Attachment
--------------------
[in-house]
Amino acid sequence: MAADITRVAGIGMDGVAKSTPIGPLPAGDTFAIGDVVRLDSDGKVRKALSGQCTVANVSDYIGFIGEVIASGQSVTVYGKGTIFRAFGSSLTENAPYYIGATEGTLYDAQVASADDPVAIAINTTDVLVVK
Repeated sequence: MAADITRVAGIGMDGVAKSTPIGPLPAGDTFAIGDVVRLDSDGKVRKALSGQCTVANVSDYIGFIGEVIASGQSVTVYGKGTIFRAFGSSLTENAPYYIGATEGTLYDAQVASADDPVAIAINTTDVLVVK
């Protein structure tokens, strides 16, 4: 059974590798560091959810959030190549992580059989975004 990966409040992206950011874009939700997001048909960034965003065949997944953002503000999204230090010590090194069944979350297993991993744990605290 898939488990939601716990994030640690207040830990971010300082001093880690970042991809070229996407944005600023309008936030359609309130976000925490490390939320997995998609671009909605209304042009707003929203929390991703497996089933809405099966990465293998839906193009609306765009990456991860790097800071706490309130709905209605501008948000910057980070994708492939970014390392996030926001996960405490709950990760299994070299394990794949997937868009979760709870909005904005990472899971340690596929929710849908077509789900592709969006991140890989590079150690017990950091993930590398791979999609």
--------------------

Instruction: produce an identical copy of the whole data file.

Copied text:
[in-house]
Amino acid sequence: MAADITRVAGIGMDGVAKSTPIGPLPAGDTFAIGDVVRLDSDGKVRKALSGQCTVANVSDYIGFIGEVIASGQSVTVYGKGTIFRAFGSSLTENAPYYIGATEGTLYDAQVASADDPVAIAINTTDVLVVK
Repeated sequence: MAADITRVAGIGMDGVAKSTPIGPLPAGDTFAIGDVVRLDSDGKVRKALSGQCTVANVSDYIGFIGEVIASGQSVTVYGKGTIFRAFGSSLTENAPYYIGATEGTLYDAQVASADDPVAIAINTTDVLVVK
């Protein structure tokens, strides 16, 4: 059974590798560091959810959030190549992580059989975004 990966409040992206950011874009939700997001048909960034965003065949997944953002503000999204230090010590090194069944979350297993991993744990605290 898939488990939601716990994030640690207040830990971010300082001093880690970042991809070229996407944005600023309008936030359609309130976000925490490390939320997995998609671009909605209304042009707003929203929390991703497996089933809405099966990465293998839906193009609306765009990456991860790097800071706490309130709905209605501008948000910057980070994708492939970014390392996030926001996960405490709950990760299994070299394990794949997937868009979760709870909005904005990472899971340690596929929710849908077509789900592709969006991140890989590079150690017990950091993930590398791979999609």